JEFF PRESTRIGE: How is Legal & General’s Chinese fund ethical?
JEFF PRESTRIGE: Greenwash! What is so ethical about Legal & General’s Chinese fund that deserves its socially responsible investment label?
Ecological and socially responsible investing is all the rage. It’s a welcome trend in a world where evidence of frightening climate change is everywhere.
It gave birth to a wave of investment funds labeled “ESG” – ESG stands for environmental, social and (corporate) governance – and it has aroused the interest of many young people to invest for the very first time.
Recent research from Boring Money suggests that more than six in ten adults between the ages of 18 and 34 would choose a new fund manager based on ESG factors.
Flying the Flag: Ultimately, L&G’s fund invests primarily in government bonds issued by the Ministry of Finance of the People’s Republic of China
So everything’s OK ? Well not really. In a rush to capitalize on this boom in socially responsible investing, some investment firms (not all) are taking shortcuts. They qualify investment funds as ESG friendly when they are clearly not based on the content of their underlying portfolios.
This deceptive art is called greenwashing and it is completely irrelevant. It’s like buying a chicken for Sunday lunch that’s labeled as a farmer, only to find out later that it’s from a battery farm.
Over the past year, we have questioned the authenticity of some ESG portfolio management services. We also raised concerns about favorable sustainability ratings given to publicly traded companies that operate in sectors normally closed to ethical investors – for example, gambling and alcohol. Yet evidence of greenwashing is resurfacing like sewage in a river.
The last example is that of an ESG-labeled exchange-traded fund that is promoted by Legal & General, a company that does everything possible to report its ESG credentials. As stated on its website: “Environmental, social and governance factors and impact investing in the real economy are at the heart of our investment approach.
I do not doubt for a moment its commitment to “act decisively on ESG issues”, but I do not see how the L&G ESG China CNY Bond fund – listed on the UK stock exchange – deserves its socially responsible investment label. Although L & G’s literature indicates that the fund’s performance is tied to an index that leans toward ‘top ESG-rated’ bond investments, this is just brilliant marketing talk – in other words. , greenwashing.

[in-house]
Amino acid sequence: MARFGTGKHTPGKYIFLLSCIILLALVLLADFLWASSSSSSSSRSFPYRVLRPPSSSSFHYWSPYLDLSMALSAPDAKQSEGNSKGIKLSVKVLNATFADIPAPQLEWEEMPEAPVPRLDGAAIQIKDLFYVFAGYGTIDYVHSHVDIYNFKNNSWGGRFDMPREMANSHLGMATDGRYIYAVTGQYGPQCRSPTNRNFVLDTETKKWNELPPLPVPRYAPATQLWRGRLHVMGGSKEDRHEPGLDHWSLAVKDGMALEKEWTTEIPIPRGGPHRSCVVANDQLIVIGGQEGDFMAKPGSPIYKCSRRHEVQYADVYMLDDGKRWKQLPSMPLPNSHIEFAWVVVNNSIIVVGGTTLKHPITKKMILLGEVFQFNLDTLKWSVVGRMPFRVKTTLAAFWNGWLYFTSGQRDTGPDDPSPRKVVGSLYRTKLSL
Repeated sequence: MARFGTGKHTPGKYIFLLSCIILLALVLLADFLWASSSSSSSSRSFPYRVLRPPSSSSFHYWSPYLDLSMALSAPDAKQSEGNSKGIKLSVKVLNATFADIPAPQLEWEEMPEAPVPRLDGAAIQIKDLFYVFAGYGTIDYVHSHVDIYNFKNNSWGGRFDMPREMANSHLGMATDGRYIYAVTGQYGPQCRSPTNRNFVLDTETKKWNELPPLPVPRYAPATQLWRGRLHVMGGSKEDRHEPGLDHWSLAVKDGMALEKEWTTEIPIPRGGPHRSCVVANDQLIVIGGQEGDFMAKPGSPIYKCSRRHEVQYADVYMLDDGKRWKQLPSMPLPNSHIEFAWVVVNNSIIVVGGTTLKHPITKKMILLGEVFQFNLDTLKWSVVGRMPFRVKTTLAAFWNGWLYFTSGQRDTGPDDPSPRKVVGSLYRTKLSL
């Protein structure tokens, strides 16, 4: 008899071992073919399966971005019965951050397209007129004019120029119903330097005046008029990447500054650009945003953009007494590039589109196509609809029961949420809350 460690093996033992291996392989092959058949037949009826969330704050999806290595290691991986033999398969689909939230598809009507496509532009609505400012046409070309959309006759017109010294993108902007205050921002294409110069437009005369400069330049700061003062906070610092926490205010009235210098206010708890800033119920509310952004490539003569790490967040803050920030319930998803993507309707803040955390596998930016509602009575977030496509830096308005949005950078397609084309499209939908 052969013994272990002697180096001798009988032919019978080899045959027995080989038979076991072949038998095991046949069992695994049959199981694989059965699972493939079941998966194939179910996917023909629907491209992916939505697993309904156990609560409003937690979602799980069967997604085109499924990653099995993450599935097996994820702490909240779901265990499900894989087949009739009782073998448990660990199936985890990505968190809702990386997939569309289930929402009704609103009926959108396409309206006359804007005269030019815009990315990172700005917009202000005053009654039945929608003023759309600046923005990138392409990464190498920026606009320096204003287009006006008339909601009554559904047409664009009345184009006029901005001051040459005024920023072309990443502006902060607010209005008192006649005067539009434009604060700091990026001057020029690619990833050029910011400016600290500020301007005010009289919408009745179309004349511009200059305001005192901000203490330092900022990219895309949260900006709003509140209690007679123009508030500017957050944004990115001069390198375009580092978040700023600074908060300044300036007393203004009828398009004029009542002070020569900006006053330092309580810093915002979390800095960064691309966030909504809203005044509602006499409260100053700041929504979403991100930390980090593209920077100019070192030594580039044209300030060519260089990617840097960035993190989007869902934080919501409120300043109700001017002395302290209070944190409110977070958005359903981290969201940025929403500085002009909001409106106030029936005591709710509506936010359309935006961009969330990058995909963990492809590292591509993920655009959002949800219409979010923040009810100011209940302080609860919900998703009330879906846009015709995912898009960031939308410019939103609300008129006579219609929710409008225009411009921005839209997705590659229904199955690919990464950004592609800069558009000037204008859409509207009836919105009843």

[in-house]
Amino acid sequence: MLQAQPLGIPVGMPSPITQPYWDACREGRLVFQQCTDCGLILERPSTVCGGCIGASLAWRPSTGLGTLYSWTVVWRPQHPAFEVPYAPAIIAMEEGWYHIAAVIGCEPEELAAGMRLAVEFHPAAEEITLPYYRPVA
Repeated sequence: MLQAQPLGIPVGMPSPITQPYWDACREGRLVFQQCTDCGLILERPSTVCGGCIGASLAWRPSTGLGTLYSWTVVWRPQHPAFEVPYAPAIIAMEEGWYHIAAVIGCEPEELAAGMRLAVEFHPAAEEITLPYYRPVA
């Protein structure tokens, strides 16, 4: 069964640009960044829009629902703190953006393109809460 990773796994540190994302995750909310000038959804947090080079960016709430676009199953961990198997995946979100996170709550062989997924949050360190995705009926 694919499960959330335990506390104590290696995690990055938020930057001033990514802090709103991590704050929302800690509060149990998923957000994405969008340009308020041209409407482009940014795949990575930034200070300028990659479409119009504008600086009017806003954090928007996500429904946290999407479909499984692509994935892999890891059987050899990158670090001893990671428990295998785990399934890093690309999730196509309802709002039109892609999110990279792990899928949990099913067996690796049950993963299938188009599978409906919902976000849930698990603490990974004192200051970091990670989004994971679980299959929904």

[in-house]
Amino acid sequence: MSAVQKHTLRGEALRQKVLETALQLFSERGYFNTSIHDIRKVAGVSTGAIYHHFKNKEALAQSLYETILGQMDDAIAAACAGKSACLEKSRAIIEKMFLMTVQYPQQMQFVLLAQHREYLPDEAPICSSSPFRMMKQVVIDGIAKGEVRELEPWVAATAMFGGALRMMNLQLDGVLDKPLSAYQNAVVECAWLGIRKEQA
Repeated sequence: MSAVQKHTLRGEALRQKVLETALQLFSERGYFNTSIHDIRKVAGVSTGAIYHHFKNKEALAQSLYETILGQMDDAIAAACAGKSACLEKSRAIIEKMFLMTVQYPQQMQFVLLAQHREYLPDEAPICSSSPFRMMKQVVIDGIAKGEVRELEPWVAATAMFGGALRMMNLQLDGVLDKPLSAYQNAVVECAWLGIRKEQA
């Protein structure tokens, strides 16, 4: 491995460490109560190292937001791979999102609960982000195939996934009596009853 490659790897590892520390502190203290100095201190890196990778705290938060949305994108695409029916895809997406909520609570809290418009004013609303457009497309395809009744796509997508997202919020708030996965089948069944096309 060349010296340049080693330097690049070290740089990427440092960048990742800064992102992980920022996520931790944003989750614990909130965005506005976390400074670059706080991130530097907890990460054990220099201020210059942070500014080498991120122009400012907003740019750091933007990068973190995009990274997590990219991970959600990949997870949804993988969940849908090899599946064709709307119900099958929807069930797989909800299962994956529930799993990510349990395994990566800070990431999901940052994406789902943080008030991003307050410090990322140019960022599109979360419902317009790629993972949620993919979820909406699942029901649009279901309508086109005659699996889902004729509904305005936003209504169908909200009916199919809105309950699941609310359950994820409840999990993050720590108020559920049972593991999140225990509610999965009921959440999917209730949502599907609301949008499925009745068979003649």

Ultimately, the fund invests primarily in government bonds issued by the Ministry of Finance of the People’s Republic of China. Indeed, its top ten holdings are all Chinese government bonds with maturities ranging from 2023 to 2030.
Perhaps some of these bonds are being used to finance China’s push towards green energy, but L&G’s latest fact sheet on the fund makes no mention of it.
But then, maybe the bonds are being used to fund the country’s continued investment in new fossil-fueled coal-fired power stations – or worse yet, to help suppress human rights in parts of the republic. and to finance its aggressive militarization of the South China Sea.
We just don’t know because L&G doesn’t tell investors. But what we do know is that the fund’s portfolio is little different from that of other Chinese bond funds – for example, iShares China CNY Bond ETF – which do not use an ESG label.
Alan Miller, co-founder of wealth manager SCM Direct, says the ESG label of this L&G fund “is the most egregious example of greenwashing” he has seen to date in the UK. Quite damning remarks given that Miller has spent much of the past 18 months examining the robustness of investment products bearing the ESG badge.
He believes L&G should remove ESG from the fund’s name due to misrepresentation and possible abuse. I agree. And if not, the regulator – quite hot on ESG issues – should order it (again, I agree).
Some of the country’s powerful wealth platforms are also expected to do their part by removing the fund or putting a warning on it. Hargreaves Lansdown and AJ Bell both sell the fund. L&G did not comment on the case on Friday as to why it uses an ESG label on this fund. But he pointed out that due to continued investment demand in China, he has sought to apply ESG criteria to the exclusively Chinese products he sells.